Standing Firm Against Extremism
For its geographic location, Bangladesh is recognized as a land bridge between South and Southeast Asia. The strategic connector is also poised to bridge counterextremism efforts with others in the region by sharing a common message and common goal to fight the problem.
International powers recognize Bangladesh for empowering its people to stand firm against radical influences. Locals report suspicious activity and people to the proper authorities, and the Bangladeshi government and military have offered extensive training to its personnel to improve their skills. Neighboring countries big and small have noticed Bangladesh’s success and sought to form partnerships with the nation.
Indian Prime Minister Manmohan Singh, for example, publicly praised Bangladesh’s government for cracking down on extremists and militants who would often target India from Bangladeshi soil.
“Bangladesh has firmly rejected extremist ideas and achieved success as an open and moderate society and democracy,” Singh said in a September 2011 India Today magazine article. “Both India and Bangladesh are vulnerable to the forces of extremism and terrorism.”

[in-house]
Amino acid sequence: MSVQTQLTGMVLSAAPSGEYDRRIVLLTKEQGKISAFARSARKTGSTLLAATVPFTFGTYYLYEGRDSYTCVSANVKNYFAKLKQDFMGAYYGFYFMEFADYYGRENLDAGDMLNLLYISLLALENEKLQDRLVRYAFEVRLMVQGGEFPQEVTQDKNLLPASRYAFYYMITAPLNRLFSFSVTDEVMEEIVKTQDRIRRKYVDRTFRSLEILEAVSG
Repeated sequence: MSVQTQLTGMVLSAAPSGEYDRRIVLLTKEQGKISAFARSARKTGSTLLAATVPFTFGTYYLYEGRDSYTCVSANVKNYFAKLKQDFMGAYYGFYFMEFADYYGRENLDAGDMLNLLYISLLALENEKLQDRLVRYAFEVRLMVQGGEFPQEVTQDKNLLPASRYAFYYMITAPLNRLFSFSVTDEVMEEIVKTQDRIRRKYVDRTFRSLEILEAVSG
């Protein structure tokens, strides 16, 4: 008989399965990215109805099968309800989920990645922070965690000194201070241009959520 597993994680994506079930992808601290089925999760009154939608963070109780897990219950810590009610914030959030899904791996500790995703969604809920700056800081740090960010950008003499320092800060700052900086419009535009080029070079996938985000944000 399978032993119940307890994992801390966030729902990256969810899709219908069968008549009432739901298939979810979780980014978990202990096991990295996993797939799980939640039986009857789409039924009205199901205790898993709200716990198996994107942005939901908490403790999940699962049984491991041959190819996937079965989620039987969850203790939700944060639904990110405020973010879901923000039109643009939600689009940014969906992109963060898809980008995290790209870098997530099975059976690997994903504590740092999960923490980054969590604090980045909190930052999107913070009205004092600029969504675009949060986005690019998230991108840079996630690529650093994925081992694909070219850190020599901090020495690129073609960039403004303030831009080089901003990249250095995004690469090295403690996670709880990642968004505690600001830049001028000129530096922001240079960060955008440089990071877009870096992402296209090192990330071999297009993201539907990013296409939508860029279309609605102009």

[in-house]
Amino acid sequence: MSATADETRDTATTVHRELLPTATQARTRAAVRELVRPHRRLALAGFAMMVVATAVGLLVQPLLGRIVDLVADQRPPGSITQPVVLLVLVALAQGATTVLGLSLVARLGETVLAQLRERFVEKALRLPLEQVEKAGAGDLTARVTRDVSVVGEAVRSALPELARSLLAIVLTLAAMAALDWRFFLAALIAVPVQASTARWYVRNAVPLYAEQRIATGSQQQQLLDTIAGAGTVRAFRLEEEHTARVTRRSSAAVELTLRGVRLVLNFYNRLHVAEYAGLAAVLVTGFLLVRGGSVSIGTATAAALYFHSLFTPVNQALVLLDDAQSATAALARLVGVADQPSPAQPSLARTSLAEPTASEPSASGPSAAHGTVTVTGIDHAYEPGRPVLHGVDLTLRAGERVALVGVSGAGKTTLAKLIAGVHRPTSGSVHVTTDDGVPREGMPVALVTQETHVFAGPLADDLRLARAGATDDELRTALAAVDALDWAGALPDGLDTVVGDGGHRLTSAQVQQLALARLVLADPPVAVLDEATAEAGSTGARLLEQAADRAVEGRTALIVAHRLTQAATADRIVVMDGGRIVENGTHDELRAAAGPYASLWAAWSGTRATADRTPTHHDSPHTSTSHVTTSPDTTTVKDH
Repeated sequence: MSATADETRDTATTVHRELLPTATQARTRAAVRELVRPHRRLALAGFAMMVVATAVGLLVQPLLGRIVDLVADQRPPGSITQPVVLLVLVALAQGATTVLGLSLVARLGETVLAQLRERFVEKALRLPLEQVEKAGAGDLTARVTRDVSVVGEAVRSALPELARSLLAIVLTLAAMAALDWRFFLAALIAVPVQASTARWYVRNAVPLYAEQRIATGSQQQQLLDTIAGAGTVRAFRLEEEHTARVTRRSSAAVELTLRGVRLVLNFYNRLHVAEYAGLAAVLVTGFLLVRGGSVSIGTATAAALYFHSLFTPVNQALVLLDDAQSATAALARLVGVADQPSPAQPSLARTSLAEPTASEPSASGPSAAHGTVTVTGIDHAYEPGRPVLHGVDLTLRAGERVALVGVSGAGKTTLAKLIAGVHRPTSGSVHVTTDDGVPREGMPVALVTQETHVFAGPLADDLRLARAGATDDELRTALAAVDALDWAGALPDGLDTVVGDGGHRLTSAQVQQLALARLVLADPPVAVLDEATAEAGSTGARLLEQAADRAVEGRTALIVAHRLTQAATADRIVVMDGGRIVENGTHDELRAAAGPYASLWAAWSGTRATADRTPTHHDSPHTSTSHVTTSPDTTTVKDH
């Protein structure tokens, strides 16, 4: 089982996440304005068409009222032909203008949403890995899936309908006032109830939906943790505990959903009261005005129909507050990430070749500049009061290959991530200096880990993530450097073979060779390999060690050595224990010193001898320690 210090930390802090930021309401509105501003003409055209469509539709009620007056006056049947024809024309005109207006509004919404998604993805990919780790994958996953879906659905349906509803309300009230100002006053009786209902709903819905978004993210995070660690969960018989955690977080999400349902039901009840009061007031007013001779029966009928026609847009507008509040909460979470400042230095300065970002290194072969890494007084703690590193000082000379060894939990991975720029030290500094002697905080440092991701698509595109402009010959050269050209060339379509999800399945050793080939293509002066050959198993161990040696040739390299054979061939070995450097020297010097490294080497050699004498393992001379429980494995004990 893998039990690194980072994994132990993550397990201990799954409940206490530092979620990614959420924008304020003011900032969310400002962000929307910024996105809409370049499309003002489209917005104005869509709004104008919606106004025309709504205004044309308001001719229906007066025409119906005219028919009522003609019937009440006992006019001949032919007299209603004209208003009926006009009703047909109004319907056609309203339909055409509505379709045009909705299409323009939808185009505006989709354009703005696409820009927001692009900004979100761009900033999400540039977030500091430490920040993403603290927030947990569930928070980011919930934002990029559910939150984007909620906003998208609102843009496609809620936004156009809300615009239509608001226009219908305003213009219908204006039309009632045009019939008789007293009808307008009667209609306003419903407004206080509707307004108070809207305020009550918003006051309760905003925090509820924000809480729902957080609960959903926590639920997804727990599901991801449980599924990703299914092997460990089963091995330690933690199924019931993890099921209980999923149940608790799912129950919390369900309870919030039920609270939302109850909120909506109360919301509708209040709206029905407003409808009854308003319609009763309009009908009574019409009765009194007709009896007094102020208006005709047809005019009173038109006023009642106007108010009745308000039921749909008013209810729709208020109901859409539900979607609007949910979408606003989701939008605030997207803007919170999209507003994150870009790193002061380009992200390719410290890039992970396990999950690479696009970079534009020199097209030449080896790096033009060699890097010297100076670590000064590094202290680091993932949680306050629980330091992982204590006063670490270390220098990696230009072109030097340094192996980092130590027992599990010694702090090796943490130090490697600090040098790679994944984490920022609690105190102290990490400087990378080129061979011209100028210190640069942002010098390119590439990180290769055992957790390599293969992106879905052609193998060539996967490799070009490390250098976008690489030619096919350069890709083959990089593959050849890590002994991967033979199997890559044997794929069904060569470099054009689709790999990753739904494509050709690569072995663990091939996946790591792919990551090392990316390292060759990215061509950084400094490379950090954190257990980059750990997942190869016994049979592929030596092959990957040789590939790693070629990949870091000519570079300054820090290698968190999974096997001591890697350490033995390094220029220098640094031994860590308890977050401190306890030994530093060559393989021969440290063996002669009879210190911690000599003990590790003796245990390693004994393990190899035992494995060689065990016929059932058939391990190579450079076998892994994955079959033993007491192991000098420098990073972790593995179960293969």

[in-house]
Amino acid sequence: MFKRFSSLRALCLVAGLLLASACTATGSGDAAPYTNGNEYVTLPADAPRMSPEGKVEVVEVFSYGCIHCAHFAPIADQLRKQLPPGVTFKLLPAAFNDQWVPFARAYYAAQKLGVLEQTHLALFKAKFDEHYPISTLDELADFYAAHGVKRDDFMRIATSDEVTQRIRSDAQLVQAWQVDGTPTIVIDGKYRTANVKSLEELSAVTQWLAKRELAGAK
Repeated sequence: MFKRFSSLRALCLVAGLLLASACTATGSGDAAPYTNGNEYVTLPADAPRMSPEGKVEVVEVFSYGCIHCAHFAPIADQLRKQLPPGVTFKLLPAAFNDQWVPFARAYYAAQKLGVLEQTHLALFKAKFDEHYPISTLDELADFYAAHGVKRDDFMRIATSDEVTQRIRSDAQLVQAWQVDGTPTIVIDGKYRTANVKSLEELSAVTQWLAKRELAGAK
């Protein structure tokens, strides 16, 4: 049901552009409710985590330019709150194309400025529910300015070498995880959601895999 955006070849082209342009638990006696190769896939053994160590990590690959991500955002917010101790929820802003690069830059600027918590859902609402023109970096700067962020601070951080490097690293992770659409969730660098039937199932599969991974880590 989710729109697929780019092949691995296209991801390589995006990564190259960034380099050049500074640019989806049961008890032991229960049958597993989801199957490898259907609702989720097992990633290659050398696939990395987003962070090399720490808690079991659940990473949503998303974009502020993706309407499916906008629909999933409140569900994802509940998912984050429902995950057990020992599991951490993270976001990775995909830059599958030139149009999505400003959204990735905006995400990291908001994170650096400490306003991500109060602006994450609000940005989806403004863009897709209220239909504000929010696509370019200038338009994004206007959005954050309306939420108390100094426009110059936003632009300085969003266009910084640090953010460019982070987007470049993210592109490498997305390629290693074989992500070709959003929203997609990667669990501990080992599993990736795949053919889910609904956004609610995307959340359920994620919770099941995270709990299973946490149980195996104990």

Bangladeshi authorities disclosed proof of that vulnerability when they announced they had disrupted a December 2011 intended coup by a select few current and retired military officers with extremist views who were plotting against the government. Two of the alleged conspirators admitted to having connections to the outlawed political party, Hizb ut-Tahrir (HuT), suggesting that religious extremists continue to maintain links within the country’s armed forces, Brig. Gen. Masud Razzaq told Inter Press Service (IPS) at a January 2012 news conference in Dhaka after the thwarted takeover. The general described the conspirators as having “extreme religious views” and trying to “create disorder in the army [by] riding on the religious sentiments of other officers,” the Daily Mail newspaper reported in January 2012.